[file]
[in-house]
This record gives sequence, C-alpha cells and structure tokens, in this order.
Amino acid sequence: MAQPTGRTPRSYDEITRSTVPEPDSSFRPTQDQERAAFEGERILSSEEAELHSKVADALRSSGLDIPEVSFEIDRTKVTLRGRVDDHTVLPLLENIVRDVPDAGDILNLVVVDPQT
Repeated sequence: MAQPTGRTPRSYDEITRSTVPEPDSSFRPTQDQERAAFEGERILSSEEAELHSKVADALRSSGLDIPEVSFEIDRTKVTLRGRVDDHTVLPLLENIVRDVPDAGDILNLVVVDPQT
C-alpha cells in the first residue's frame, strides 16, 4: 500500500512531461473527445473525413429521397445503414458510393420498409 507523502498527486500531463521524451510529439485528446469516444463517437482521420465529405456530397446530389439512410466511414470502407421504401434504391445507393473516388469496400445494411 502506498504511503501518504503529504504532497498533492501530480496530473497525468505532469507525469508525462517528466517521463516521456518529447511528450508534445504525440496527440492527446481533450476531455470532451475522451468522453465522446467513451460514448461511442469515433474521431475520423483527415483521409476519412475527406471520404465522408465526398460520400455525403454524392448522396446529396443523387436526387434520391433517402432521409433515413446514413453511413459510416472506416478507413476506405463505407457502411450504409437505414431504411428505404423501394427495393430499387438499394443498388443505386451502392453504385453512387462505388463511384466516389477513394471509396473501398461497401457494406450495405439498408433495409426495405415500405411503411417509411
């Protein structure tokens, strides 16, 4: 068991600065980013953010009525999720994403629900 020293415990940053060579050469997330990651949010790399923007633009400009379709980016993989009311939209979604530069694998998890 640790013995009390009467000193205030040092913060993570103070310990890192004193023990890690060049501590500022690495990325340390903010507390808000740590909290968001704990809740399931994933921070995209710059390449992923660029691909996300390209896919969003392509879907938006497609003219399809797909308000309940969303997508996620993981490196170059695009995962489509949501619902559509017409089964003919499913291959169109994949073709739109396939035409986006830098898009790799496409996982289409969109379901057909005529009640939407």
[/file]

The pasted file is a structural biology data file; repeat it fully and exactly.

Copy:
[in-house]
This record gives sequence, C-alpha cells and structure tokens, in this order.
Amino acid sequence: MAQPTGRTPRSYDEITRSTVPEPDSSFRPTQDQERAAFEGERILSSEEAELHSKVADALRSSGLDIPEVSFEIDRTKVTLRGRVDDHTVLPLLENIVRDVPDAGDILNLVVVDPQT
Repeated sequence: MAQPTGRTPRSYDEITRSTVPEPDSSFRPTQDQERAAFEGERILSSEEAELHSKVADALRSSGLDIPEVSFEIDRTKVTLRGRVDDHTVLPLLENIVRDVPDAGDILNLVVVDPQT
C-alpha cells in the first residue's frame, strides 16, 4: 500500500512531461473527445473525413429521397445503414458510393420498409 507523502498527486500531463521524451510529439485528446469516444463517437482521420465529405456530397446530389439512410466511414470502407421504401434504391445507393473516388469496400445494411 502506498504511503501518504503529504504532497498533492501530480496530473497525468505532469507525469508525462517528466517521463516521456518529447511528450508534445504525440496527440492527446481533450476531455470532451475522451468522453465522446467513451460514448461511442469515433474521431475520423483527415483521409476519412475527406471520404465522408465526398460520400455525403454524392448522396446529396443523387436526387434520391433517402432521409433515413446514413453511413459510416472506416478507413476506405463505407457502411450504409437505414431504411428505404423501394427495393430499387438499394443498388443505386451502392453504385453512387462505388463511384466516389477513394471509396473501398461497401457494406450495405439498408433495409426495405415500405411503411417509411
């Protein structure tokens, strides 16, 4: 068991600065980013953010009525999720994403629900 020293415990940053060579050469997330990651949010790399923007633009400009379709980016993989009311939209979604530069694998998890 640790013995009390009467000193205030040092913060993570103070310990890192004193023990890690060049501590500022690495990325340390903010507390808000740590909290968001704990809740399931994933921070995209710059390449992923660029691909996300390209896919969003392509879907938006497609003219399809797909308000309940969303997508996620993981490196170059695009995962489509949501619902559509017409089964003919499913291959169109994949073709739109396939035409986006830098898009790799496409996982289409969109379901057909005529009640939407």